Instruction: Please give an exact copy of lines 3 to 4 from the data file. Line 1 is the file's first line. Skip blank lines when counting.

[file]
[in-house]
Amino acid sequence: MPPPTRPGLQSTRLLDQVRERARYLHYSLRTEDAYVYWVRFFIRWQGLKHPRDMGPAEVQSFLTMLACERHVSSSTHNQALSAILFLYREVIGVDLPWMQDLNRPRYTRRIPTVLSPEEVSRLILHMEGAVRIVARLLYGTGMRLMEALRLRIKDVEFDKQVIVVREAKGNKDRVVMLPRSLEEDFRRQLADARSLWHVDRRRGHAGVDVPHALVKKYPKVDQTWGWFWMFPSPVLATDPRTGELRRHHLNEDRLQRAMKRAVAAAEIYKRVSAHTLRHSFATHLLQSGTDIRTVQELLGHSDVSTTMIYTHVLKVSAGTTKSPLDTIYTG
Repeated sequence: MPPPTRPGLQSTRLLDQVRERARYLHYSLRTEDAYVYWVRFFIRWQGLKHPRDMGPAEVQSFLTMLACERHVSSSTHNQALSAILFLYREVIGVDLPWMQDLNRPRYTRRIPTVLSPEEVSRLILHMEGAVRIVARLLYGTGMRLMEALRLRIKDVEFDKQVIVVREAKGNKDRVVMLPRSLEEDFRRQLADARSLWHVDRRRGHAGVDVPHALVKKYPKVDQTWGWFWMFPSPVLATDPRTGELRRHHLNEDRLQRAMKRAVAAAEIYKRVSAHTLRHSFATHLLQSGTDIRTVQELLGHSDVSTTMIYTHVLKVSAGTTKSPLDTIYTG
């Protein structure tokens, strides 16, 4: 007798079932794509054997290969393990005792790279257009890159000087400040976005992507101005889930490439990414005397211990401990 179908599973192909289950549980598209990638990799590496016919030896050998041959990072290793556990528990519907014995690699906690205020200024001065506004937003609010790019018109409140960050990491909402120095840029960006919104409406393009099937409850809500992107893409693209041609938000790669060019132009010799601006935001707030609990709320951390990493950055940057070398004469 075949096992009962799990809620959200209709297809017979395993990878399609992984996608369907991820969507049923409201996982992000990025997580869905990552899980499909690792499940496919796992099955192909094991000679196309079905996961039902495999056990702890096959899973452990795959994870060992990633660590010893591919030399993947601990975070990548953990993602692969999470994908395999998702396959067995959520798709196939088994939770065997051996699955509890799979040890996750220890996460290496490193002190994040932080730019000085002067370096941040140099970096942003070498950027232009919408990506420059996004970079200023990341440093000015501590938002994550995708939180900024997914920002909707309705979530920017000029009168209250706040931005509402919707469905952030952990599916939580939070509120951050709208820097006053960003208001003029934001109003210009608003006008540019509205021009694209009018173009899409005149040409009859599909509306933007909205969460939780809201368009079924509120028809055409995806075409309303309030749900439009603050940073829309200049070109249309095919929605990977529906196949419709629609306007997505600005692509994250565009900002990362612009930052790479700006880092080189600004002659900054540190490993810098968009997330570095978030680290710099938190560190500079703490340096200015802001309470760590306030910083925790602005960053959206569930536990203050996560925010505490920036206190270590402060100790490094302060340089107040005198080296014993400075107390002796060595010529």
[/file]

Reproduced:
Repeated sequence: MPPPTRPGLQSTRLLDQVRERARYLHYSLRTEDAYVYWVRFFIRWQGLKHPRDMGPAEVQSFLTMLACERHVSSSTHNQALSAILFLYREVIGVDLPWMQDLNRPRYTRRIPTVLSPEEVSRLILHMEGAVRIVARLLYGTGMRLMEALRLRIKDVEFDKQVIVVREAKGNKDRVVMLPRSLEEDFRRQLADARSLWHVDRRRGHAGVDVPHALVKKYPKVDQTWGWFWMFPSPVLATDPRTGELRRHHLNEDRLQRAMKRAVAAAEIYKRVSAHTLRHSFATHLLQSGTDIRTVQELLGHSDVSTTMIYTHVLKVSAGTTKSPLDTIYTG
């Protein structure tokens, strides 16, 4: 007798079932794509054997290969393990005792790279257009890159000087400040976005992507101005889930490439990414005397211990401990 179908599973192909289950549980598209990638990799590496016919030896050998041959990072290793556990528990519907014995690699906690205020200024001065506004937003609010790019018109409140960050990491909402120095840029960006919104409406393009099937409850809500992107893409693209041609938000790669060019132009010799601006935001707030609990709320951390990493950055940057070398004469 075949096992009962799990809620959200209709297809017979395993990878399609992984996608369907991820969507049923409201996982992000990025997580869905990552899980499909690792499940496919796992099955192909094991000679196309079905996961039902495999056990702890096959899973452990795959994870060992990633660590010893591919030399993947601990975070990548953990993602692969999470994908395999998702396959067995959520798709196939088994939770065997051996699955509890799979040890996750220890996460290496490193002190994040932080730019000085002067370096941040140099970096942003070498950027232009919408990506420059996004970079200023990341440093000015501590938002994550995708939180900024997914920002909707309705979530920017000029009168209250706040931005509402919707469905952030952990599916939580939070509120951050709208820097006053960003208001003029934001109003210009608003006008540019509205021009694209009018173009899409005149040409009859599909509306933007909205969460939780809201368009079924509120028809055409995806075409309303309030749900439009603050940073829309200049070109249309095919929605990977529906196949419709629609306007997505600005692509994250565009900002990362612009930052790479700006880092080189600004002659900054540190490993810098968009997330570095978030680290710099938190560190500079703490340096200015802001309470760590306030910083925790602005960053959206569930536990203050996560925010505490920036206190270590402060100790490094302060340089107040005198080296014993400075107390002796060595010529």